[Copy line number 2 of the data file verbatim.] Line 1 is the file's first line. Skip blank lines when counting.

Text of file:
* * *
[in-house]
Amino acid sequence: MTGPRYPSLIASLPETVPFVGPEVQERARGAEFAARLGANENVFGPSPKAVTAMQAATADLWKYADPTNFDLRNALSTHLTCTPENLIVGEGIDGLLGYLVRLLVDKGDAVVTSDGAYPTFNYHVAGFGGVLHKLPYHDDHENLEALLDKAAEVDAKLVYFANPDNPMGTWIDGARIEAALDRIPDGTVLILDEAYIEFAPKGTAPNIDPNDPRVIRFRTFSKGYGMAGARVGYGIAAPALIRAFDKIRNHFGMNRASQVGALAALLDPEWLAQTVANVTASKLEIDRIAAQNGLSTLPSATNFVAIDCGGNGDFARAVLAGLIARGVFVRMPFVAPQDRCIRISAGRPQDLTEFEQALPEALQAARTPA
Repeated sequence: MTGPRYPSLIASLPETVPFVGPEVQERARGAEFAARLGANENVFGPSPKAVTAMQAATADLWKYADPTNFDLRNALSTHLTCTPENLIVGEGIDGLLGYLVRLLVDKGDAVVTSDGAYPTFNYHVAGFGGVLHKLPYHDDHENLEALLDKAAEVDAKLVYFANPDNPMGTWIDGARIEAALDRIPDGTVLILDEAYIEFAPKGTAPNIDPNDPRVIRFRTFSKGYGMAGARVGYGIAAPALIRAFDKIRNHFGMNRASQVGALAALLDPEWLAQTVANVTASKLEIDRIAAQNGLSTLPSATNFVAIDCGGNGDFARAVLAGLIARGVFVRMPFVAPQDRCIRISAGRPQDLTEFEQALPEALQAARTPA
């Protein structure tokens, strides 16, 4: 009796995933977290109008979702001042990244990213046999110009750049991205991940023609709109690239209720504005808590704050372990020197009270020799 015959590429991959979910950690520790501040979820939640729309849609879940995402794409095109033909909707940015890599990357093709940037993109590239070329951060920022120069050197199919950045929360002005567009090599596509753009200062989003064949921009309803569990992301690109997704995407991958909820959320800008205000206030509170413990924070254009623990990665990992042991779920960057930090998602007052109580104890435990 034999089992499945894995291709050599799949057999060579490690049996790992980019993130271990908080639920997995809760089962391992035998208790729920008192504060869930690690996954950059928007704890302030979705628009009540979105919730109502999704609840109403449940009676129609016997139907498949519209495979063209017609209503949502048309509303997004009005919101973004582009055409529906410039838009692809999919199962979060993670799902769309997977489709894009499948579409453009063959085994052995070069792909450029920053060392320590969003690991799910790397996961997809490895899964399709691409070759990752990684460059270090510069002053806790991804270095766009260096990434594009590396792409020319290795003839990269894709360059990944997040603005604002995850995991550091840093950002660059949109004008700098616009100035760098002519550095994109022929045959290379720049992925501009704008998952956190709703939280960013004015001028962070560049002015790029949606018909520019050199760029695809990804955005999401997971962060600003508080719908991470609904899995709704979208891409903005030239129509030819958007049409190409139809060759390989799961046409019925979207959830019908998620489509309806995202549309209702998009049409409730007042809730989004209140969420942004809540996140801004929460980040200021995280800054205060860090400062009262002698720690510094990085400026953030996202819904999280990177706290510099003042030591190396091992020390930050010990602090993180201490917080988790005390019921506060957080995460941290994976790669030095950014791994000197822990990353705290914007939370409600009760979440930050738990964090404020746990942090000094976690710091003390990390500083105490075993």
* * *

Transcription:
Amino acid sequence: MTGPRYPSLIASLPETVPFVGPEVQERARGAEFAARLGANENVFGPSPKAVTAMQAATADLWKYADPTNFDLRNALSTHLTCTPENLIVGEGIDGLLGYLVRLLVDKGDAVVTSDGAYPTFNYHVAGFGGVLHKLPYHDDHENLEALLDKAAEVDAKLVYFANPDNPMGTWIDGARIEAALDRIPDGTVLILDEAYIEFAPKGTAPNIDPNDPRVIRFRTFSKGYGMAGARVGYGIAAPALIRAFDKIRNHFGMNRASQVGALAALLDPEWLAQTVANVTASKLEIDRIAAQNGLSTLPSATNFVAIDCGGNGDFARAVLAGLIARGVFVRMPFVAPQDRCIRISAGRPQDLTEFEQALPEALQAARTPA